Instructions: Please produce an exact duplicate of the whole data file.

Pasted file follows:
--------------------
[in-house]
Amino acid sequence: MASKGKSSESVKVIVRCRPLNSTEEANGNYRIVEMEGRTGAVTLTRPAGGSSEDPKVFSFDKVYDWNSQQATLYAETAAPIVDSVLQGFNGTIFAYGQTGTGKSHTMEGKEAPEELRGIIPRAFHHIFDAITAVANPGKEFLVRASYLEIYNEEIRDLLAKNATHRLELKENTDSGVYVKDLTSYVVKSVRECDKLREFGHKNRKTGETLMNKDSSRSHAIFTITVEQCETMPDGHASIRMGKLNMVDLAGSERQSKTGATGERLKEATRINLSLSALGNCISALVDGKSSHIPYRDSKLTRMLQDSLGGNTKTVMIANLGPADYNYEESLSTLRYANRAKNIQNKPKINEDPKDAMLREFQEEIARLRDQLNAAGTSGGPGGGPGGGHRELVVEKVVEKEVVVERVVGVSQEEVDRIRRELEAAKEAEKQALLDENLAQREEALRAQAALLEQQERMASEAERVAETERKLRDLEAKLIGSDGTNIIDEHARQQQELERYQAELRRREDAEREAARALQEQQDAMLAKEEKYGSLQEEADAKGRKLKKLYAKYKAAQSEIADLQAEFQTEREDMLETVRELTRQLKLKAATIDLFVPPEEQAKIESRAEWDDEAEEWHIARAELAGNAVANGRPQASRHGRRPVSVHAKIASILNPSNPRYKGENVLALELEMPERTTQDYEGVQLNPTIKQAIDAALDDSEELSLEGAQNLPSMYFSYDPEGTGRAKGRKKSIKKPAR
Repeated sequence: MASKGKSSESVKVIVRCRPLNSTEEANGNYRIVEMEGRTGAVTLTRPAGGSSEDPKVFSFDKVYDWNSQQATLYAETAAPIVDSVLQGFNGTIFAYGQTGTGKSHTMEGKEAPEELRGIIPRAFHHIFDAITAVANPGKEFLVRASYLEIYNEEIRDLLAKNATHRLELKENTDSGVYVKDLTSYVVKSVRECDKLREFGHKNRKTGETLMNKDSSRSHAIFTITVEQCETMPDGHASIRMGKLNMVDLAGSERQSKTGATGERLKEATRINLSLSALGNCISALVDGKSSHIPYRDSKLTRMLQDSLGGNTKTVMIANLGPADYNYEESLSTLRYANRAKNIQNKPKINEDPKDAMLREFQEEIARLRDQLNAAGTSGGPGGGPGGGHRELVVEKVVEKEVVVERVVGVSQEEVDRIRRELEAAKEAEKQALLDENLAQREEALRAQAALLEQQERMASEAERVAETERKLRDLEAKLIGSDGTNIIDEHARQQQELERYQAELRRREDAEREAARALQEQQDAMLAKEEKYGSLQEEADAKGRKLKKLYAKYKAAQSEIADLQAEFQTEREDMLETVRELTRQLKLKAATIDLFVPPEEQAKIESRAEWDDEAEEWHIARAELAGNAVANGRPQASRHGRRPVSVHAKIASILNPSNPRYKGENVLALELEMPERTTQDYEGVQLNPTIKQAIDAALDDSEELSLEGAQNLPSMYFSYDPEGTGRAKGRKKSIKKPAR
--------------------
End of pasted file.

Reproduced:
[in-house]
Amino acid sequence: MASKGKSSESVKVIVRCRPLNSTEEANGNYRIVEMEGRTGAVTLTRPAGGSSEDPKVFSFDKVYDWNSQQATLYAETAAPIVDSVLQGFNGTIFAYGQTGTGKSHTMEGKEAPEELRGIIPRAFHHIFDAITAVANPGKEFLVRASYLEIYNEEIRDLLAKNATHRLELKENTDSGVYVKDLTSYVVKSVRECDKLREFGHKNRKTGETLMNKDSSRSHAIFTITVEQCETMPDGHASIRMGKLNMVDLAGSERQSKTGATGERLKEATRINLSLSALGNCISALVDGKSSHIPYRDSKLTRMLQDSLGGNTKTVMIANLGPADYNYEESLSTLRYANRAKNIQNKPKINEDPKDAMLREFQEEIARLRDQLNAAGTSGGPGGGPGGGHRELVVEKVVEKEVVVERVVGVSQEEVDRIRRELEAAKEAEKQALLDENLAQREEALRAQAALLEQQERMASEAERVAETERKLRDLEAKLIGSDGTNIIDEHARQQQELERYQAELRRREDAEREAARALQEQQDAMLAKEEKYGSLQEEADAKGRKLKKLYAKYKAAQSEIADLQAEFQTEREDMLETVRELTRQLKLKAATIDLFVPPEEQAKIESRAEWDDEAEEWHIARAELAGNAVANGRPQASRHGRRPVSVHAKIASILNPSNPRYKGENVLALELEMPERTTQDYEGVQLNPTIKQAIDAALDDSEELSLEGAQNLPSMYFSYDPEGTGRAKGRKKSIKKPAR
Repeated sequence: MASKGKSSESVKVIVRCRPLNSTEEANGNYRIVEMEGRTGAVTLTRPAGGSSEDPKVFSFDKVYDWNSQQATLYAETAAPIVDSVLQGFNGTIFAYGQTGTGKSHTMEGKEAPEELRGIIPRAFHHIFDAITAVANPGKEFLVRASYLEIYNEEIRDLLAKNATHRLELKENTDSGVYVKDLTSYVVKSVRECDKLREFGHKNRKTGETLMNKDSSRSHAIFTITVEQCETMPDGHASIRMGKLNMVDLAGSERQSKTGATGERLKEATRINLSLSALGNCISALVDGKSSHIPYRDSKLTRMLQDSLGGNTKTVMIANLGPADYNYEESLSTLRYANRAKNIQNKPKINEDPKDAMLREFQEEIARLRDQLNAAGTSGGPGGGPGGGHRELVVEKVVEKEVVVERVVGVSQEEVDRIRRELEAAKEAEKQALLDENLAQREEALRAQAALLEQQERMASEAERVAETERKLRDLEAKLIGSDGTNIIDEHARQQQELERYQAELRRREDAEREAARALQEQQDAMLAKEEKYGSLQEEADAKGRKLKKLYAKYKAAQSEIADLQAEFQTEREDMLETVRELTRQLKLKAATIDLFVPPEEQAKIESRAEWDDEAEEWHIARAELAGNAVANGRPQASRHGRRPVSVHAKIASILNPSNPRYKGENVLALELEMPERTTQDYEGVQLNPTIKQAIDAALDDSEELSLEGAQNLPSMYFSYDPEGTGRAKGRKKSIKKPAR